A Collection of English Poems, 1660-1800

By Ronald S. Crane | Go to book overview

WILLIAM LISLE BOWLES

(1762-1789-1850)

Sonnets1

Sonnet V

EVENING, as slow thy placid shades descend,
Veiling with gentlest hush the landscape still,
The lonely battlement, and farthest hill And wood, I think of those that have no friend,
Who now, perhaps, by melancholy led, 5 From the broad blaze of day, where pleasure flaunts,
Retiring, wander 'mid thy lonely haunts
Unseen; and watch the tints that o'er thy bed
Hang lovely, to their pensive fancy's eye
Presenting fairy vales, where the tir'd mind 10 Might rest, beyond the murmurs of mankind,
Nor hear the hourly moans of misery!
Ah! beauteous views, that Hope's fair gleams the while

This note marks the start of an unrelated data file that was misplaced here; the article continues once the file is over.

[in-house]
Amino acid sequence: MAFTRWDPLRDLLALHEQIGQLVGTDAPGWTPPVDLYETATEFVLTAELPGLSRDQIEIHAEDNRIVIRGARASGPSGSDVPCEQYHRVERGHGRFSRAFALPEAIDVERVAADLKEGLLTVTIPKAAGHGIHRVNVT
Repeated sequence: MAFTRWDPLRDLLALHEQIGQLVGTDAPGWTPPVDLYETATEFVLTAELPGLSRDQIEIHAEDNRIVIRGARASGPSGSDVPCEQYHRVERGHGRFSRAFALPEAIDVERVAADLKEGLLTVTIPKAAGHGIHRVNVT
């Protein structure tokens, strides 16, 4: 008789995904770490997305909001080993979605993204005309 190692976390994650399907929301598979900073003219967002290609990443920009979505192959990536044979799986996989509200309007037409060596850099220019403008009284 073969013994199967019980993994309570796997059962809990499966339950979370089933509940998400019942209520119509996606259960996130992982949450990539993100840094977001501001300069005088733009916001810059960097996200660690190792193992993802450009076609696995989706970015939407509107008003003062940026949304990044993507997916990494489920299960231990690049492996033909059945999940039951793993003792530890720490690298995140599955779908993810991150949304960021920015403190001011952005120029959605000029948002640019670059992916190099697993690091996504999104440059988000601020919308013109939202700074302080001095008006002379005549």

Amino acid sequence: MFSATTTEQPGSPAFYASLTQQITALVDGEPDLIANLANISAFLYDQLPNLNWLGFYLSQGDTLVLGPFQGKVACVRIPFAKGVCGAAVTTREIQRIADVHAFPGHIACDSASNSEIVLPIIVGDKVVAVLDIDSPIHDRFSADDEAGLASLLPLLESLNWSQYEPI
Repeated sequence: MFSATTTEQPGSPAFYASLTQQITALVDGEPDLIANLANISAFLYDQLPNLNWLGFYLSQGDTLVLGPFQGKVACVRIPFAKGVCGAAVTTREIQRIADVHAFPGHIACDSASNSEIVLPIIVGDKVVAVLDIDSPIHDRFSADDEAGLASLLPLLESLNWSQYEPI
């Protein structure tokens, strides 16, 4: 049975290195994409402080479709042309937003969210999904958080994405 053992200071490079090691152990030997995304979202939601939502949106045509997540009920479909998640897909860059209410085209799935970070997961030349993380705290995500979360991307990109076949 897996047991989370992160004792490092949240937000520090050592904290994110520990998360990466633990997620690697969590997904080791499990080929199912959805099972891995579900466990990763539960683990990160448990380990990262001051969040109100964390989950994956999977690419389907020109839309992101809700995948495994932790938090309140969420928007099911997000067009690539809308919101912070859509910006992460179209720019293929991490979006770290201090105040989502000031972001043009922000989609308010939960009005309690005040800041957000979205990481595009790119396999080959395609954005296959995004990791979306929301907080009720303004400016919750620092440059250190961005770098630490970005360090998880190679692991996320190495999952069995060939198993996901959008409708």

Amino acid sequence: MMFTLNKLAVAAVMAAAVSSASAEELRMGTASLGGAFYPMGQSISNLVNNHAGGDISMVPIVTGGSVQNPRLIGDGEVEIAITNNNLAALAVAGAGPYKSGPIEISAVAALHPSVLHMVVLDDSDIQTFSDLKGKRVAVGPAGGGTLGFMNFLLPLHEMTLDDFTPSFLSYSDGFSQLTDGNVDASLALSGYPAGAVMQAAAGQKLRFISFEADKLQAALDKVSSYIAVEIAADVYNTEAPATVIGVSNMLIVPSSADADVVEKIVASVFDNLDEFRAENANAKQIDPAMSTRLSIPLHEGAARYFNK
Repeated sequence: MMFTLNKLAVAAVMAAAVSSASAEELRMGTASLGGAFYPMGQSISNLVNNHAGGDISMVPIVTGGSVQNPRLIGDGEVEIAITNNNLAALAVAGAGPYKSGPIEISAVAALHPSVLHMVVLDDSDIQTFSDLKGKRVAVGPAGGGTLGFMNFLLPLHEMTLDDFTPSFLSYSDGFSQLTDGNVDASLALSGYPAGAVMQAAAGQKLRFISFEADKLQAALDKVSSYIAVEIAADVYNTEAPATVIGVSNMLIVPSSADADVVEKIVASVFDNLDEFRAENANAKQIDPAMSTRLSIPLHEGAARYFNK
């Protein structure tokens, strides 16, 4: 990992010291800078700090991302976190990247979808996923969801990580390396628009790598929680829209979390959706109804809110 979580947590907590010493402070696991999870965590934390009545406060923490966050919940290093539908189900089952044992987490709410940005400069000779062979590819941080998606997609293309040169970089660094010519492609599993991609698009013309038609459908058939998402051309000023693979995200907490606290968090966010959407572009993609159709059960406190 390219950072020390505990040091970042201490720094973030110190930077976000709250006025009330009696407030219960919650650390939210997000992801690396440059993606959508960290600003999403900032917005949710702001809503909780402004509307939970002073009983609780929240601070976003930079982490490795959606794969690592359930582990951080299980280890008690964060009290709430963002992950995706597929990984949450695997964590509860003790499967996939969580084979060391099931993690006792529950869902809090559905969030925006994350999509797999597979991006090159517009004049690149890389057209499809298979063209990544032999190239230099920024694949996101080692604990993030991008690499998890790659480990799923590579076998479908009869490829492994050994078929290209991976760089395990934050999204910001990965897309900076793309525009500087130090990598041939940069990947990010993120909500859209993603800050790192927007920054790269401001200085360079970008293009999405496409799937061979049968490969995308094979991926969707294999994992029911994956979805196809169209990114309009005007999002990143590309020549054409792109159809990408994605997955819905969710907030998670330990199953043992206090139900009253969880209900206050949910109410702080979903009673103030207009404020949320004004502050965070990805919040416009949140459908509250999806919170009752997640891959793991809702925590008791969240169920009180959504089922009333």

Should smile like you, and perish as they smile!


Sonnet IX

At Dover Cliffs, July 20, 1787

ON THESE white cliffs, that calm above the flood,
Uplift their shadowing heads, and, at their feet,
Scarce hear the surge that has for ages beat,
Sure many a lonely wand'rer has stood;
And, whilst the lifted murmur met his ear, 5 And o'er the distant billows the still Eve
Sail'd slow, has thought of all his heart must leave
To-morrow; of the friends he lov'd most dear;
Of social scenes, from which he wept to part:
But if, like me, he knew how fruitless all 10 The thoughts that would full fain the past recall,
Soon would he quell the risings of his heart,
And brave the wild winds and unhearing tide--
The World his country, and his GOD his guide.

____________________
1
Published in 1789. Text of ninth edition, 1805.

-1098-

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